A science fiction/ science fantasy novel that deceptively brings its readers to face some rather potent and hard questions about the consequences of war.
Tembi Stoneskin has a problem. Sure, she’s a Witch, one of those people chosen by the sentient(probably) extradimensional alien known as the Deep and uses the power of the Deep to support instantaneous FTL travel and keep the human galaxy humming. The Deep doesn’t just pick anyone, it's a prestigious position, and even though Tembi is just 16 years old, she already is showing great potential. But when the Deep, which definitely can act on its own, takes Tembi to the destruction of a moon, change is definitely in the wind. Lancaster, the world where witches reside, has stayed neutral in an interstellar conflict but with one move by the mysterious Deep, that neutrality, and the future of that war, are now up in the air. Even as Tembi tries to grow into her role and find the secret of the destroyed moon, other forces have plans for her, and for the witches, and for the Deep.
All of this is packed into K B Spangler’s novel The Blackwing War.
Right off, Tembi feels a bit like a YA magical character with a pretty good gig. The Deep can bring her anywhere, anytime, it gives her a lot of power, respect and freedom. Certainly, she has responsibilities and we see those right off the bat, but Tembi feels like someone out of, say, Final Fantasy. Young, potent, powerful, with what feels like magic in a science fictional world. The novel does feel a bit like science fantasy in how Tembi and her relationship with the Deep gives her large degrees of freedom. This changes somewhat as the narrative deepens and goes darker, but that science fantasy initial impression of the story and rules of the universe never quite ever goes away.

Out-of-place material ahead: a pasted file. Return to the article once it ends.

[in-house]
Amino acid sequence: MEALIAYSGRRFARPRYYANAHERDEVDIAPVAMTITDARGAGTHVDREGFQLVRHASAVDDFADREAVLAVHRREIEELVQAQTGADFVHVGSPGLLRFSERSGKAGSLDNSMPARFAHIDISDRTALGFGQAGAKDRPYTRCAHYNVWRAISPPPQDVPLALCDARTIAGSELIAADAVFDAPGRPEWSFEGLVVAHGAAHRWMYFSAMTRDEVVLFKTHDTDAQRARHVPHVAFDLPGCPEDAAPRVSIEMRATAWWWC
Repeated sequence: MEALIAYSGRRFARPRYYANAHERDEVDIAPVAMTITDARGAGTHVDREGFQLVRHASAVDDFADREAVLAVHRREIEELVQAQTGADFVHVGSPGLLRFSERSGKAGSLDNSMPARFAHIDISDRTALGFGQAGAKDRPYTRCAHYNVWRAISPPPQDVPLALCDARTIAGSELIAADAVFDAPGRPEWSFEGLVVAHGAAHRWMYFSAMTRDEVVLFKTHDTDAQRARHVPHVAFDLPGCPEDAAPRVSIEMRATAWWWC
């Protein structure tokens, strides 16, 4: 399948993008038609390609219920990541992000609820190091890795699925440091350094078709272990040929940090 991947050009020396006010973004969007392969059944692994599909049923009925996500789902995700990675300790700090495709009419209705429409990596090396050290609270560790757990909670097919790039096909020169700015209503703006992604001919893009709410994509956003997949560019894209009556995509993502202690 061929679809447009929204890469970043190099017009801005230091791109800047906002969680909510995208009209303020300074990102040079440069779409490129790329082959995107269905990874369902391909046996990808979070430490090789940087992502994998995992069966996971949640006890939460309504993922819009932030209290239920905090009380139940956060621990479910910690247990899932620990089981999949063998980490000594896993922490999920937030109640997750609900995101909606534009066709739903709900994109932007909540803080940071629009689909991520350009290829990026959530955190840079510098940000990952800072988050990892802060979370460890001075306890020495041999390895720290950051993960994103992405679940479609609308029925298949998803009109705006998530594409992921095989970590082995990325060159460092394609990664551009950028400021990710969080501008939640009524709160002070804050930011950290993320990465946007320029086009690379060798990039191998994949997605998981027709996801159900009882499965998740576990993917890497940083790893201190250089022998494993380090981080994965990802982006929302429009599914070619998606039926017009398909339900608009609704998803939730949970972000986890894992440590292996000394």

I do enjoy the universe that Spangler presents here, even as it is several things at once and the universe that we see changes and shifts as Tembi moves about it. The Blackwing war is a young witch defusing bombs, and it is also her as a daughter to a mother who is a power in her own right, and it is a war story, and it is a story of some even darker notes. There are a number of “Set pieces” that put Tembi in a variety of situations and while the novel definitely has a gradient, it's not always predictable. It’s messy. It’s changeable.
Indeed, the novel in general is a chameleon. One of the bugbears of women writing SFF these days is shoving all of their work into the YA box, no matter how laughably inappropriate that box might be. (Rebecca Kuang’s The Poppy War is decidedly not YA no matter how much you want it to be so). With The Blackwing War, though, the YA feel at the beginning kinda works to a degree, given Tembi’s youth, her inexperienced but growing into adulthood perspectives, her relations with her Mother, her exploration of relationships (and let me note here the novel is definitively queer-friendly) and the early tone supports that YA label. That YA label shifts though, as the novel does, the novel is a chameleon and is always primed for change.
That chameleon nature of the novel really has the rubber hit the road, though, when it comes toward the back portion of the novel. Sure, we start off with the cracking and breaking of a moon, and sure we have a friend of Tembi’s in rather dire straits. The backgrounded war and conflict, even as Tembi jousts with various figures, comes to real and striking home when events lead Tembi to investigate a concentration camp. Yes, a full fledged concentration camp.